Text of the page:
Abstracts (first author)


Epigenetic inheritance in invasive species

Author(s): Svennungsen TO, Holen ØH


Epigenetic variation is one causal mechanism for phenotypic variation, and epigenetic rearrangements are thought to be involved in many cases of adaptive phenotypic plasticity. In environments that are temporally autocorrelated the phenotype of successfully reproducing individuals, and thus their epigenetic state, is predictive of the selective environment that will face their offspring. Some degree of epigenetic inheritance may therefore be beneficial in variable environments. Assuming that transmission of epigenetic markers is under genetic control we develop a model to explore the patterns of epigenetic inheritance in an organism that invades previously uncolonized and spatially variable areas. We find that the optimal degree of epigenetic inheritance does indeed vary across the invasion front: epigenetic transmission tends to be less faithful at the front than in areas that have been colonized for longer, where more stable epialleles may be the norm. We relate our results to the spatial structure of the environment and the dispersal kernel of the organism.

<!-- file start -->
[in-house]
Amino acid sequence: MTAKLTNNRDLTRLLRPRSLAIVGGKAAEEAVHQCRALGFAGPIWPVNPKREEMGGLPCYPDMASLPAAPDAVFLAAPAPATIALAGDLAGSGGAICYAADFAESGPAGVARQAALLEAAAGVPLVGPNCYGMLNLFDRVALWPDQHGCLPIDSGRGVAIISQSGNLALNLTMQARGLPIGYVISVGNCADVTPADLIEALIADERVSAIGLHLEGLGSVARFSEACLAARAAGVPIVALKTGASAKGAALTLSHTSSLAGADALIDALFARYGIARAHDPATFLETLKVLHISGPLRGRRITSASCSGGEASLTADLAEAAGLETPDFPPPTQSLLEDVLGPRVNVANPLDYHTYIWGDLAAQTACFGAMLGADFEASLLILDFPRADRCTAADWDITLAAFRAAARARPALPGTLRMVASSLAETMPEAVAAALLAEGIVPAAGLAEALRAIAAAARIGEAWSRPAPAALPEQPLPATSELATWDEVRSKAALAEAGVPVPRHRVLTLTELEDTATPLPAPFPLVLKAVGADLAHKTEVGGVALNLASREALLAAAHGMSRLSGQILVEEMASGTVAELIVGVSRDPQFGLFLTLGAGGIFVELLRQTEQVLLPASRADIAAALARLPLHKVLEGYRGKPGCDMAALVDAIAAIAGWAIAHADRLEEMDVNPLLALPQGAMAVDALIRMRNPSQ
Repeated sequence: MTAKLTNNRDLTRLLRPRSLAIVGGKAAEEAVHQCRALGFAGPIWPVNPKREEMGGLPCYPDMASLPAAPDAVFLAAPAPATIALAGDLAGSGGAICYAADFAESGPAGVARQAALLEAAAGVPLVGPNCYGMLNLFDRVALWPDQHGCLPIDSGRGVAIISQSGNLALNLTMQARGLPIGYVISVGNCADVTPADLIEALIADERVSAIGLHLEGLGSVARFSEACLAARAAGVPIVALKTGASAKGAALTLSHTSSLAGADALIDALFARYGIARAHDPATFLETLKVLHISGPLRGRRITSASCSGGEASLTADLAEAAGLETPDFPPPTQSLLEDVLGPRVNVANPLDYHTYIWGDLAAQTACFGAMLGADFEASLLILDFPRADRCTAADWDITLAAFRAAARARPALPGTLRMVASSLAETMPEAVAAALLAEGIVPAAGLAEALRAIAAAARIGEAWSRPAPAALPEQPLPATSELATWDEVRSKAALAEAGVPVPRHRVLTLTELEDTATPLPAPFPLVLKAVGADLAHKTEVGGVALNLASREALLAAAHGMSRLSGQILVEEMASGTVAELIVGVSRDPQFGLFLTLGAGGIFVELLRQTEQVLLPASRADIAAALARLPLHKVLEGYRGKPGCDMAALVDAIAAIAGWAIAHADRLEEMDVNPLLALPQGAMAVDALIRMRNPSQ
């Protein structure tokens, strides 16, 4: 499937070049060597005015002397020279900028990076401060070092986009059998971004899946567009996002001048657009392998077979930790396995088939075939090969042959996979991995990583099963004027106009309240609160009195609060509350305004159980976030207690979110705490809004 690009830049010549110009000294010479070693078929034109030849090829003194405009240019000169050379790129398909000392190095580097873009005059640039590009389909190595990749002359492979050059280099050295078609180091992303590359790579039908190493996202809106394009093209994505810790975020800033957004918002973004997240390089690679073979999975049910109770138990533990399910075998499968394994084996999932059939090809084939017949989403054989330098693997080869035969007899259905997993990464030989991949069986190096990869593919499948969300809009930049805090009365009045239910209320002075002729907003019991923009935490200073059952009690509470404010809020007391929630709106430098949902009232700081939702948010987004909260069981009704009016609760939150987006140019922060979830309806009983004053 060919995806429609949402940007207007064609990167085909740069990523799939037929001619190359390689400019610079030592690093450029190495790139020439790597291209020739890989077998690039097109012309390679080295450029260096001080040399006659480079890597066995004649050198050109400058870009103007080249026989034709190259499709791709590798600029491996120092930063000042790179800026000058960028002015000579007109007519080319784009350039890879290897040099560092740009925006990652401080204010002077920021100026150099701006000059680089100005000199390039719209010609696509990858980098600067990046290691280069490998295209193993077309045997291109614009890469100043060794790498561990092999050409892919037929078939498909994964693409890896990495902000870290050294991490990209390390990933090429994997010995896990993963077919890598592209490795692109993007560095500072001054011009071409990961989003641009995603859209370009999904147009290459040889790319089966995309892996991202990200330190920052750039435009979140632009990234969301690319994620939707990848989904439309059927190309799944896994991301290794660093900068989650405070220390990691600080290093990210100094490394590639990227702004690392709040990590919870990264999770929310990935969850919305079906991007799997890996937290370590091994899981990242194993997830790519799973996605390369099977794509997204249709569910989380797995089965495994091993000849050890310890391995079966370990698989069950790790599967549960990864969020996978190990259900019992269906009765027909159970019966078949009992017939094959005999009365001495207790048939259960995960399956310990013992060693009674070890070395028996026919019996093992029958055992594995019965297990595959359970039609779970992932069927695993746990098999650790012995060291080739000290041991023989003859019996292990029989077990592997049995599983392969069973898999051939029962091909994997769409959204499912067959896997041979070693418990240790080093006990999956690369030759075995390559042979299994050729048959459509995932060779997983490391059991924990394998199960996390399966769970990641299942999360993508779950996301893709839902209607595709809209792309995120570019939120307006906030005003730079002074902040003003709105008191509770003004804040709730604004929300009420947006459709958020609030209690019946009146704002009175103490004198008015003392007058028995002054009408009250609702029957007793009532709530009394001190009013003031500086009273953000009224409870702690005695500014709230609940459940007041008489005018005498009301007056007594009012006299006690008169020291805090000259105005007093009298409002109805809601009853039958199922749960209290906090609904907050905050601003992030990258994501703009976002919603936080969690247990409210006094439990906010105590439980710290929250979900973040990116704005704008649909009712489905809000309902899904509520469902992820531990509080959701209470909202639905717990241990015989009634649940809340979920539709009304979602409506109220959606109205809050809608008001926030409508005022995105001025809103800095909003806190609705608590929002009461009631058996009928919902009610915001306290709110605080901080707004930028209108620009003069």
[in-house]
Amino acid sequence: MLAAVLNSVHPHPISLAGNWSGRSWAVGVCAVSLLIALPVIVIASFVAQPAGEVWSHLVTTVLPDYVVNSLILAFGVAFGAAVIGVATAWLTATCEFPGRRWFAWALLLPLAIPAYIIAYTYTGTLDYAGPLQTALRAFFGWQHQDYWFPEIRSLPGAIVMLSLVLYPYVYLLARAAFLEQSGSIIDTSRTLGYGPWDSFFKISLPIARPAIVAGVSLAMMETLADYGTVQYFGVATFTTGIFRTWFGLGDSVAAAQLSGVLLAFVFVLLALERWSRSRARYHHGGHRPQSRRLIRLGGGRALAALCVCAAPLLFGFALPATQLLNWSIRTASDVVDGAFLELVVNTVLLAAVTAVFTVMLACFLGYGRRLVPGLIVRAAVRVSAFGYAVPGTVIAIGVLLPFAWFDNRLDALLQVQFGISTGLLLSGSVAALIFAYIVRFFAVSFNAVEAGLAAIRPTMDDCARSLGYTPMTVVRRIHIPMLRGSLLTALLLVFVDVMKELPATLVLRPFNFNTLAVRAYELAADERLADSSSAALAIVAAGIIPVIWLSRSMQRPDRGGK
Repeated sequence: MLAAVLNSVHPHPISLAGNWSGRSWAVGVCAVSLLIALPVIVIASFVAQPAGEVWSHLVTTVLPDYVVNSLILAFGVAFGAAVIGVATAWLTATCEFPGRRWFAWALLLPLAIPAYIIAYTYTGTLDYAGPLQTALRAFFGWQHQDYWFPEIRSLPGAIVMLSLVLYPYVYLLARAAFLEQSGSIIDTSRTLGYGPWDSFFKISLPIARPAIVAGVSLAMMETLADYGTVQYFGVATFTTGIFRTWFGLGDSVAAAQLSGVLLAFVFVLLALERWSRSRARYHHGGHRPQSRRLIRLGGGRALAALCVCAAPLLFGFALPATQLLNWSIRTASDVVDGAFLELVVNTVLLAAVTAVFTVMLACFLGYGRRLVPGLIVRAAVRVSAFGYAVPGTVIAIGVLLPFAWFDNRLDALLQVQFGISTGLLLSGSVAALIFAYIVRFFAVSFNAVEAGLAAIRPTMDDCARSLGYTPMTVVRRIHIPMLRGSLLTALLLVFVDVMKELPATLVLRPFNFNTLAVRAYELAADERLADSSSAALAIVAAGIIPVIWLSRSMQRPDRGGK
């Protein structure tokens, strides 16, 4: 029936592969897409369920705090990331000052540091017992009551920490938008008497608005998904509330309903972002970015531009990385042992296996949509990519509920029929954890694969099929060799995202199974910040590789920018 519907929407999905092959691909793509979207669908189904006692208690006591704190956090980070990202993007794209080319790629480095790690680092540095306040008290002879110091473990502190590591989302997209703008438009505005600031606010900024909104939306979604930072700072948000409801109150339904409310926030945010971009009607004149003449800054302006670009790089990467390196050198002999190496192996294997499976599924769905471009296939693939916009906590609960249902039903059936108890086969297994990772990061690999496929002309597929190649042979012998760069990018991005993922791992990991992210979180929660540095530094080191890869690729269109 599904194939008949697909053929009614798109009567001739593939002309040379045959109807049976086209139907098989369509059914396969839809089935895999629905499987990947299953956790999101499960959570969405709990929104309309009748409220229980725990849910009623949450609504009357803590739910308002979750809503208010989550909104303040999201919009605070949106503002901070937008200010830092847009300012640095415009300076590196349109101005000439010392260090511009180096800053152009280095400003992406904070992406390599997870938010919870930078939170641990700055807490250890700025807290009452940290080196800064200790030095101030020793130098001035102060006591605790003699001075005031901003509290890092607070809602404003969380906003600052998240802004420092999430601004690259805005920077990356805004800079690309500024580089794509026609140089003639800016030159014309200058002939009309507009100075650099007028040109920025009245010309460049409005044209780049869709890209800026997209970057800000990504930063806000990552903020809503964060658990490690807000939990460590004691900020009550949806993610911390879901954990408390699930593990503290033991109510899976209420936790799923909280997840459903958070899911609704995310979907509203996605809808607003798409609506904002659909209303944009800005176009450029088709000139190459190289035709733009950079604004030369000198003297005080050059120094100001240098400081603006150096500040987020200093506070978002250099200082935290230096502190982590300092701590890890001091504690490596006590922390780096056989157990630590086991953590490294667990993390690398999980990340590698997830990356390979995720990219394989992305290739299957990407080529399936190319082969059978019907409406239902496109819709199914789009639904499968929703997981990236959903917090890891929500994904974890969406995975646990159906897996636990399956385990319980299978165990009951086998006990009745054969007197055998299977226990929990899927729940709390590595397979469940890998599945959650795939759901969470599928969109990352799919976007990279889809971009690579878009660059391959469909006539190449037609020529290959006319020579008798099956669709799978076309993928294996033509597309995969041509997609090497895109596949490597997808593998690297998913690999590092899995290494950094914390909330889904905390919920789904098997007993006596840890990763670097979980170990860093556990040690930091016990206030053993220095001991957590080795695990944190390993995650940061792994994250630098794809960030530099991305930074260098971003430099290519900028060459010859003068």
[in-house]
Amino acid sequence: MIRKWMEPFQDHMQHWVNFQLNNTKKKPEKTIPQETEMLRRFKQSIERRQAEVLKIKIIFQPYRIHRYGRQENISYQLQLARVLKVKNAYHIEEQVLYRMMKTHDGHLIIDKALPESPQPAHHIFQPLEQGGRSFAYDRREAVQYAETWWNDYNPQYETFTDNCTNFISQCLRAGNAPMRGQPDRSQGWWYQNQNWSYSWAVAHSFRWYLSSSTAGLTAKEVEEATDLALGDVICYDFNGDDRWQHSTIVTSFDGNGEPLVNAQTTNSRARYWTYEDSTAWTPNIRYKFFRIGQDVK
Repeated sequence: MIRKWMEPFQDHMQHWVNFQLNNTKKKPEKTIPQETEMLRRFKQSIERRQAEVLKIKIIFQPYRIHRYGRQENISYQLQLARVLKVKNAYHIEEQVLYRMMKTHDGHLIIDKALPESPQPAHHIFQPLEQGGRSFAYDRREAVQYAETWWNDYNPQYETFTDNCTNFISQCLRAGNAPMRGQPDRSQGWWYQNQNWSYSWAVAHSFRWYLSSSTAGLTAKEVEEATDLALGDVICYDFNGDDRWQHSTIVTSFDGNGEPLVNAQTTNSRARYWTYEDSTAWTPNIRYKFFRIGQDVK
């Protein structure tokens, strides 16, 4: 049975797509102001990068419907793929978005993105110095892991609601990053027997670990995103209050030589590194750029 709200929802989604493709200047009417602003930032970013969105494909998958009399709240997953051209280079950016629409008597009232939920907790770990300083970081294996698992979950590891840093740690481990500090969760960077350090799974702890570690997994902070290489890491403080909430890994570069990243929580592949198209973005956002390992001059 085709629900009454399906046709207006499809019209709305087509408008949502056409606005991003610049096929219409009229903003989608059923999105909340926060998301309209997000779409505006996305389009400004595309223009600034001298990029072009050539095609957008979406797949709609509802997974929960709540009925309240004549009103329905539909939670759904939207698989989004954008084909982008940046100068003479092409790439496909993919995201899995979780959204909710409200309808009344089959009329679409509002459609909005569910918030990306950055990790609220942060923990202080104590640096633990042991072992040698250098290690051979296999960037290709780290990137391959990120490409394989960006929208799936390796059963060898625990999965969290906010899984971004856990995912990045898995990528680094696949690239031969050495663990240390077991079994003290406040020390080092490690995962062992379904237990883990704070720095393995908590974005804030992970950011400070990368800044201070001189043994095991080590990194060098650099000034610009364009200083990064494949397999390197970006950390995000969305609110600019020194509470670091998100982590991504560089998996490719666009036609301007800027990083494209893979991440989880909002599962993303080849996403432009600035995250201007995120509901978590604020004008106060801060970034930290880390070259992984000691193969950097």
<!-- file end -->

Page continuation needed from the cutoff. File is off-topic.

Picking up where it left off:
Abstracts (coauthor)


Aposematism has often been seen as a dynamical, transient phenomenon that can be destabilised by the appearance of undefended cheater prey (mimics). Recent theoretical work has made it clear that warning signals can also be evolutionarily stable and honest. Signalling theory predicts that an honest signalling system can contain a limited number of cheats without being destabilised as long as the system remains 'honest on average'. Somewhat analogous to this, a game theoretical analysis of three different mechanisms for honest warning signalling predicted an overall positive relationship between conspicuousness and defence across prey, given that signals were honest on average. Here we extend this analysis further and identify mechanisms for honest warning signalling that do not give rise to a positive relation between conspicuousness and defence. Some complicating factors include tradeoffs between warning signals and life-history traits, and non-monotonic relations between prey aversion and toxicity that may arise when predators can taste-reject prey.


Chairman: Octávio S. Paulo
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XIV Congress of the European Society for Evolutionary Biology

Organization Team
Department of Animal Biology (DBA)
Faculty of Sciences of the University of Lisbon
P-1749-016 Lisbon


Computational Biology & Population Genomics Group